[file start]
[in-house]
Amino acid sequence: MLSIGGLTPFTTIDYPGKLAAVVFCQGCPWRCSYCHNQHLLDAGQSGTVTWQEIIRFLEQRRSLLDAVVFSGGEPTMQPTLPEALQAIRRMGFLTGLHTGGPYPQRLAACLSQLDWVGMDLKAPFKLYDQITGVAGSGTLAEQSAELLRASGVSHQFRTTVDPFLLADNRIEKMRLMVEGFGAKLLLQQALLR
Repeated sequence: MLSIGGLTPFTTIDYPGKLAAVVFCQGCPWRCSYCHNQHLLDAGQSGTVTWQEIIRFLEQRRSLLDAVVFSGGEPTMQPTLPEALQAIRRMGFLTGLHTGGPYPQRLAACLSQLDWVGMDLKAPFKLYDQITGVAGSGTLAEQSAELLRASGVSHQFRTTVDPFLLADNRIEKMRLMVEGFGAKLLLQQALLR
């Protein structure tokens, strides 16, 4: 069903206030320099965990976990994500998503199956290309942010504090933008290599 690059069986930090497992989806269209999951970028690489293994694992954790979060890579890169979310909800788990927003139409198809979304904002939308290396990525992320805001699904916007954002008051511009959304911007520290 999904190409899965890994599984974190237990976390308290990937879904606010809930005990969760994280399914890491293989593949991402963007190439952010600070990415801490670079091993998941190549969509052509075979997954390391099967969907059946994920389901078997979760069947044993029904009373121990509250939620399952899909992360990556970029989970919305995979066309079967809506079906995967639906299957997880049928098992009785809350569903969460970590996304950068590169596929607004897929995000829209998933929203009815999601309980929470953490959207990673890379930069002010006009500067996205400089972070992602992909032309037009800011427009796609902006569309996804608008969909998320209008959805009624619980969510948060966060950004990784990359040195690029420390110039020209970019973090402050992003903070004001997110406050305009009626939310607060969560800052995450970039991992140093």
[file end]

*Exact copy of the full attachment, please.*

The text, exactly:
[in-house]
Amino acid sequence: MLSIGGLTPFTTIDYPGKLAAVVFCQGCPWRCSYCHNQHLLDAGQSGTVTWQEIIRFLEQRRSLLDAVVFSGGEPTMQPTLPEALQAIRRMGFLTGLHTGGPYPQRLAACLSQLDWVGMDLKAPFKLYDQITGVAGSGTLAEQSAELLRASGVSHQFRTTVDPFLLADNRIEKMRLMVEGFGAKLLLQQALLR
Repeated sequence: MLSIGGLTPFTTIDYPGKLAAVVFCQGCPWRCSYCHNQHLLDAGQSGTVTWQEIIRFLEQRRSLLDAVVFSGGEPTMQPTLPEALQAIRRMGFLTGLHTGGPYPQRLAACLSQLDWVGMDLKAPFKLYDQITGVAGSGTLAEQSAELLRASGVSHQFRTTVDPFLLADNRIEKMRLMVEGFGAKLLLQQALLR
């Protein structure tokens, strides 16, 4: 069903206030320099965990976990994500998503199956290309942010504090933008290599 690059069986930090497992989806269209999951970028690489293994694992954790979060890579890169979310909800788990927003139409198809979304904002939308290396990525992320805001699904916007954002008051511009959304911007520290 999904190409899965890994599984974190237990976390308290990937879904606010809930005990969760994280399914890491293989593949991402963007190439952010600070990415801490670079091993998941190549969509052509075979997954390391099967969907059946994920389901078997979760069947044993029904009373121990509250939620399952899909992360990556970029989970919305995979066309079967809506079906995967639906299957997880049928098992009785809350569903969460970590996304950068590169596929607004897929995000829209998933929203009815999601309980929470953490959207990673890379930069002010006009500067996205400089972070992602992909032309037009800011427009796609902006569309996804608008969909998320209008959805009624619980969510948060966060950004990784990359040195690029420390110039020209970019973090402050992003903070004001997110406050305009009626939310607060969560800052995450970039991992140093």